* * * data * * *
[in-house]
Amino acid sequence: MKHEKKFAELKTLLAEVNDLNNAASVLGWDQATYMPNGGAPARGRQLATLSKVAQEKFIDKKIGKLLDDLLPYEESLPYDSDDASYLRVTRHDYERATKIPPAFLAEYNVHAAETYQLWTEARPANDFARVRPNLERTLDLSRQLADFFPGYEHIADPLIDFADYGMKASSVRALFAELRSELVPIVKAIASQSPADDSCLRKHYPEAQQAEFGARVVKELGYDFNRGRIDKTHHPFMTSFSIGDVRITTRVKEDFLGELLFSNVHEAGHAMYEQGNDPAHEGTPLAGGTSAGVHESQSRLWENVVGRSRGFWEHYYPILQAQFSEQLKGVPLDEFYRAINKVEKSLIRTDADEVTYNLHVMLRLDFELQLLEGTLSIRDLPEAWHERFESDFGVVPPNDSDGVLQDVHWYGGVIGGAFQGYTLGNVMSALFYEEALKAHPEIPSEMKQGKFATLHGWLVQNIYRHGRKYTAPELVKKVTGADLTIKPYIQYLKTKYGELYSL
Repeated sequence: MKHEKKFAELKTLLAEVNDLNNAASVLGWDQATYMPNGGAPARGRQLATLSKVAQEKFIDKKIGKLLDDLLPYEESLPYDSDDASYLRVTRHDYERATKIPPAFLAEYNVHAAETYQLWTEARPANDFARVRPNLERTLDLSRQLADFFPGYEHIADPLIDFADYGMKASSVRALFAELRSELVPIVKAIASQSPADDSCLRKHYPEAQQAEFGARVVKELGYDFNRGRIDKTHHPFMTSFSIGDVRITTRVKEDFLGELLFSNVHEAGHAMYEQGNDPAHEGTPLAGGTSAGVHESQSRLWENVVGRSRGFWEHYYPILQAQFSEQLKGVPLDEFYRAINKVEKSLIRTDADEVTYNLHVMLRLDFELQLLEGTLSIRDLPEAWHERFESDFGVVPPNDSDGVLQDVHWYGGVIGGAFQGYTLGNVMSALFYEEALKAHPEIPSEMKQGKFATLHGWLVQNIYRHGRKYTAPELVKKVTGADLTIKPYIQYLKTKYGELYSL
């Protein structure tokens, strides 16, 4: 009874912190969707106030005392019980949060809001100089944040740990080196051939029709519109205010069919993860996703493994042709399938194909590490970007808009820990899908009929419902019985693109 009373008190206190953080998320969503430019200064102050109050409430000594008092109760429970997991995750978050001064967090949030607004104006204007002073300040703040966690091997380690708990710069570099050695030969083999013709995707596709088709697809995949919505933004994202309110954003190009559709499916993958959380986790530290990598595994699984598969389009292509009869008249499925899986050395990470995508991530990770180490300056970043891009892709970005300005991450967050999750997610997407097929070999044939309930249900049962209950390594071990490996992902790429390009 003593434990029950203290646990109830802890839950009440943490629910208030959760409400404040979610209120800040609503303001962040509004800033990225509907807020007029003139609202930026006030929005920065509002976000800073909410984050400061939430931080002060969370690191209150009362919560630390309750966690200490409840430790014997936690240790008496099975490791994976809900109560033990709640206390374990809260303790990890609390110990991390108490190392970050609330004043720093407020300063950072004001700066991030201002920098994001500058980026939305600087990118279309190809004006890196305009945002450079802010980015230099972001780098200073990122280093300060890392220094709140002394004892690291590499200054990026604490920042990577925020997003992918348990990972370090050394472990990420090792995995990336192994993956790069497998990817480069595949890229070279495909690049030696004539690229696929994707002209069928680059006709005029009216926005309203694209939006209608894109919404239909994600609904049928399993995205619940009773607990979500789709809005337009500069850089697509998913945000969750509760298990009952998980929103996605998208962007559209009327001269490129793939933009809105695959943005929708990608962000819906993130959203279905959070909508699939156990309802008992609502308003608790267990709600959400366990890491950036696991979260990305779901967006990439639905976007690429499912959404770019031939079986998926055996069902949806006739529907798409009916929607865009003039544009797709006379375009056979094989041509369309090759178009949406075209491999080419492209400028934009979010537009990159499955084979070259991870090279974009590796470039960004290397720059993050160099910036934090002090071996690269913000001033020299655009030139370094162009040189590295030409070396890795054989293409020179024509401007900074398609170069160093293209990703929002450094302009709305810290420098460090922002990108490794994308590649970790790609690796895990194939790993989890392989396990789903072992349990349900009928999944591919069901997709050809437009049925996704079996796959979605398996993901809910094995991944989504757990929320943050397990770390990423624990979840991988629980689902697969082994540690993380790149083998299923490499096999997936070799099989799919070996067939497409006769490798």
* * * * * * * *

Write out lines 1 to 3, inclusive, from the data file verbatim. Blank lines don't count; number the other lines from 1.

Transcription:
[in-house]
Amino acid sequence: MKHEKKFAELKTLLAEVNDLNNAASVLGWDQATYMPNGGAPARGRQLATLSKVAQEKFIDKKIGKLLDDLLPYEESLPYDSDDASYLRVTRHDYERATKIPPAFLAEYNVHAAETYQLWTEARPANDFARVRPNLERTLDLSRQLADFFPGYEHIADPLIDFADYGMKASSVRALFAELRSELVPIVKAIASQSPADDSCLRKHYPEAQQAEFGARVVKELGYDFNRGRIDKTHHPFMTSFSIGDVRITTRVKEDFLGELLFSNVHEAGHAMYEQGNDPAHEGTPLAGGTSAGVHESQSRLWENVVGRSRGFWEHYYPILQAQFSEQLKGVPLDEFYRAINKVEKSLIRTDADEVTYNLHVMLRLDFELQLLEGTLSIRDLPEAWHERFESDFGVVPPNDSDGVLQDVHWYGGVIGGAFQGYTLGNVMSALFYEEALKAHPEIPSEMKQGKFATLHGWLVQNIYRHGRKYTAPELVKKVTGADLTIKPYIQYLKTKYGELYSL
Repeated sequence: MKHEKKFAELKTLLAEVNDLNNAASVLGWDQATYMPNGGAPARGRQLATLSKVAQEKFIDKKIGKLLDDLLPYEESLPYDSDDASYLRVTRHDYERATKIPPAFLAEYNVHAAETYQLWTEARPANDFARVRPNLERTLDLSRQLADFFPGYEHIADPLIDFADYGMKASSVRALFAELRSELVPIVKAIASQSPADDSCLRKHYPEAQQAEFGARVVKELGYDFNRGRIDKTHHPFMTSFSIGDVRITTRVKEDFLGELLFSNVHEAGHAMYEQGNDPAHEGTPLAGGTSAGVHESQSRLWENVVGRSRGFWEHYYPILQAQFSEQLKGVPLDEFYRAINKVEKSLIRTDADEVTYNLHVMLRLDFELQLLEGTLSIRDLPEAWHERFESDFGVVPPNDSDGVLQDVHWYGGVIGGAFQGYTLGNVMSALFYEEALKAHPEIPSEMKQGKFATLHGWLVQNIYRHGRKYTAPELVKKVTGADLTIKPYIQYLKTKYGELYSL